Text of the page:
Op Amp closed loop control

Thread Starter

300-3056

Joined Sep 9, 2022
26
Hi there.
In another forum I have been talking about closed loop control and found this circuit that seems to do what the group is trying to build.
That is an automatic gasious fuel air mixer with feedback.

Some differences, they don't need the push pull circuit at the end because they have servo motors

The set point needs to be done from O2 sensor ( I wonder how many newbies like me have come here asking about something like this using analog parts or an arduino ? )
A narrow band sensor would be nice a wide band may be required ( 0-1 volt narrow 0-5 volt for the more precise wide )

1665068089253.png

Where is s good place to look for something like this to adapt?
If I had to guess it was designed to use something like a dual supply OP-amp and these guys are interested in single supply.

It's been a lot of years since I played with any of this stuff.
I can look at the block diagrams and tell you what they are doing, but I can't recall much else about how to design something like this or where I would even look for help.
 
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dcbingaman

Joined Jun 30, 2021
720
Hi there.
In another forum I have been talking about closed loop control and found this circuit that seems to do what the group is trying to build.
That is an automatic gasious fuel air mixer with feedback.

Some differences, they don't need the push pull circuit at the end because they have servo motors

The set point needs to be done from O2 sensor ( I wonder how many newbies like me have come here asking about something like this using analog parts or an arduino ? )
A narrow band sensor would be nice a wide band may be required ( 0-1 volt narrow 0-5 volt for the more precise wide )

View attachment 277806

Where is s good place to look for something like this to adapt?
If I had to guess it was designed to use something like a dual supply OP-amp and these guys are interested in single supply.

It's been a lot of years since I played with any of this stuff.
I can look at the block diagrams and tell you what they are doing, but I can't recall much else about how to design something like this or where I would even look for help.
What you are dealing with here is nothing more than a analog implemented PID control loop. U2 is proportional gain, U3 integral gain and U4 derivative gain and U1 creates the error term that is: setpoint minus feedback reading. You would have a lot more flexibility if you use a microcontroller to implement the PID. Because every application is unique there is no 'one size fits all' solution for PID, except that you can more easily tune a PID control implemented with microcontroller along with setting control limits and integral windup limits etc. I don't think most modern PID controls are using Analog implementations anymore due to the extremely hard time it takes to tune them properly for the Plant being controlled. Recommend a simple microcontroller PID implementation. The primary task then just boils down to digitizing the O2 sensor output, that is some analog conditioning followed by and ADC, the ADC typically already lives in the microcontroller along with say a PWM output of the microcontroller for the Servos. The PWM output would have some analog filtering and conditioning based on your needs.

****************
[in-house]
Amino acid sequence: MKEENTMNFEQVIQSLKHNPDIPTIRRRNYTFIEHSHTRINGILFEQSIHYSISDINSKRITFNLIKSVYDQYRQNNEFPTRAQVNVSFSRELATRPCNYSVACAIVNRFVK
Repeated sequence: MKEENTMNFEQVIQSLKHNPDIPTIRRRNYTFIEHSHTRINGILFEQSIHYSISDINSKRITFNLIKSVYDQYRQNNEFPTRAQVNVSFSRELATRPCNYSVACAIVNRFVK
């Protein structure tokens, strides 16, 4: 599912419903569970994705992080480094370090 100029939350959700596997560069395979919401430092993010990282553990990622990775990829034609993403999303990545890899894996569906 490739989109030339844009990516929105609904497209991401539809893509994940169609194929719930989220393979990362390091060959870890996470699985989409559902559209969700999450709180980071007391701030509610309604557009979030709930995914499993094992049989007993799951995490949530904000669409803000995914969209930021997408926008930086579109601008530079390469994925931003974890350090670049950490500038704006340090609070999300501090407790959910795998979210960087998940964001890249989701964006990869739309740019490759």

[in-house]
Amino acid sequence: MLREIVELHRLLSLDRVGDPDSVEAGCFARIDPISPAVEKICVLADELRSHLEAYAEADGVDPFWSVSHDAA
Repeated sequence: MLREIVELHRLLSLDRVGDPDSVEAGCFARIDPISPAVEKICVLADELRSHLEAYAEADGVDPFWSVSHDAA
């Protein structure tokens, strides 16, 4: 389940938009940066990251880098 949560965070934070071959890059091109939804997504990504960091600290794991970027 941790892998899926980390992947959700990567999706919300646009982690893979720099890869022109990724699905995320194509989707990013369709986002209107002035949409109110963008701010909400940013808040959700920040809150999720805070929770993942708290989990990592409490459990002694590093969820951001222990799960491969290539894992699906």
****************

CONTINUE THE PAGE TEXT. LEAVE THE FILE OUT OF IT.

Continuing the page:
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crutschow

Joined Mar 14, 2008
30,818
You might also consider using Fuzzy Logic with a microprocessor.
PID assumes a linear system, and can have problems controlling a system with non-linearities or hysteresis, whereas Fuzzy Logic does not need the system to be linear.
I like Fuzzy Logic because it basically uses a series of If-Then-Else statements to perform a function, which are generally easier to understand than the PID equations, where the digital processor is trying to digitally emulate the analog integral and differential functions.
If interested, here's a short article I wrote about using it, along with a reference to a newbie who incorporated it in a dynamic pressure/flow control system, where it worked better than the PID system he had previously tried.
 
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dcbingaman

Joined Jun 30, 2021
720
You might also consider using Fuzzy Logic with a microprocessor.
PID assumes a linear system, and can have problems controlling a system with non-linearities or hysteresis, whereas Fuzzy Logic does not need the system to be linear.
I like Fuzzy Logic because it basically uses a series of If-Then-Else statements to perform a function, which are generally easier to understand than the PID equations, where the digital processor is trying to emulate the analog integral and differential functions.
If interested, here's a little article I wrote about using it, along with a reference to a newbie who incorporated it in a dynamic pressure/flow control system, where it worked better than the PID system he had previously tried.
I may use that technique on the second version of a project I am working on. Currently we are using a microcontroller PID implementation. That appears to be working but I did have to deal with integral windup error, though I did find a solution to deal with integral windup error in our application, the fuzzy logic idea may give better results. Nice article you put together. I plan to read over the other two articles you referenced.
 

Thread Starter

300-3056

Joined Sep 9, 2022
26
Fuzzy logic.
I have some reading to do.
I used to have fuzzy understanding of how to code a Z80!
Sounds like this might be entertaining to try.

Here is a link to Drive on Wood.
A forum about building biomass gasification systems.
And this thread is Jesse's electronic automixer.

It was of on a false start but I am optimistic with some help from some modern electronics people we can come up with a simple one size fits all automixer ( just joking ) .